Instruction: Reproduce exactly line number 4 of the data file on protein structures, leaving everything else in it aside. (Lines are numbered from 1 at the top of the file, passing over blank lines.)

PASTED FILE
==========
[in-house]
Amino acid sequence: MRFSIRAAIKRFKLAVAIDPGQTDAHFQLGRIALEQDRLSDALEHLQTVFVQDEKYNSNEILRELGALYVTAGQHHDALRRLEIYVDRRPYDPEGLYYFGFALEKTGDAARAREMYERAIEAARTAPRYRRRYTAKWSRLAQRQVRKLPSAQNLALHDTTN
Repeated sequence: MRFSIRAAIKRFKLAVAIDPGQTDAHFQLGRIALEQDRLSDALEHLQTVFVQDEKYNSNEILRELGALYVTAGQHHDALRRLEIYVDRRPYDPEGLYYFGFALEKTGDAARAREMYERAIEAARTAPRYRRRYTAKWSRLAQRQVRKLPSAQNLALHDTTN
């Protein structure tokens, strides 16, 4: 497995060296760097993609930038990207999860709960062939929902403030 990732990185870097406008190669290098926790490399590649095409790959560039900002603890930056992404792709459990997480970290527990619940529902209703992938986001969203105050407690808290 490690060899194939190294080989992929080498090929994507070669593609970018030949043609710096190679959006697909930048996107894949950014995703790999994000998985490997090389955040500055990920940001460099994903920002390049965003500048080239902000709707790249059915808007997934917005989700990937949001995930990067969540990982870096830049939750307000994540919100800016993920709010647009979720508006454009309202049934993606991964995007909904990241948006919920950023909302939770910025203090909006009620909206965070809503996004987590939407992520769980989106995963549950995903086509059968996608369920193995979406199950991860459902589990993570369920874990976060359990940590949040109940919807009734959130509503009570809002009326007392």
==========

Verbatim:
């Protein structure tokens, strides 16, 4: 497995060296760097993609930038990207999860709960062939929902403030 990732990185870097406008190669290098926790490399590649095409790959560039900002603890930056992404792709459990997480970290527990619940529902209703992938986001969203105050407690808290 490690060899194939190294080989992929080498090929994507070669593609970018030949043609710096190679959006697909930048996107894949950014995703790999994000998985490997090389955040500055990920940001460099994903920002390049965003500048080239902000709707790249059915808007997934917005989700990937949001995930990067969540990982870096830049939750307000994540919100800016993920709010647009979720508006454009309202049934993606991964995007909904990241948006919920950023909302939770910025203090909006009620909206965070809503996004987590939407992520769980989106995963549950995903086509059968996608369920193995979406199950991860459902589990993570369920874990976060359990940590949040109940919807009734959130509503009570809002009326007392």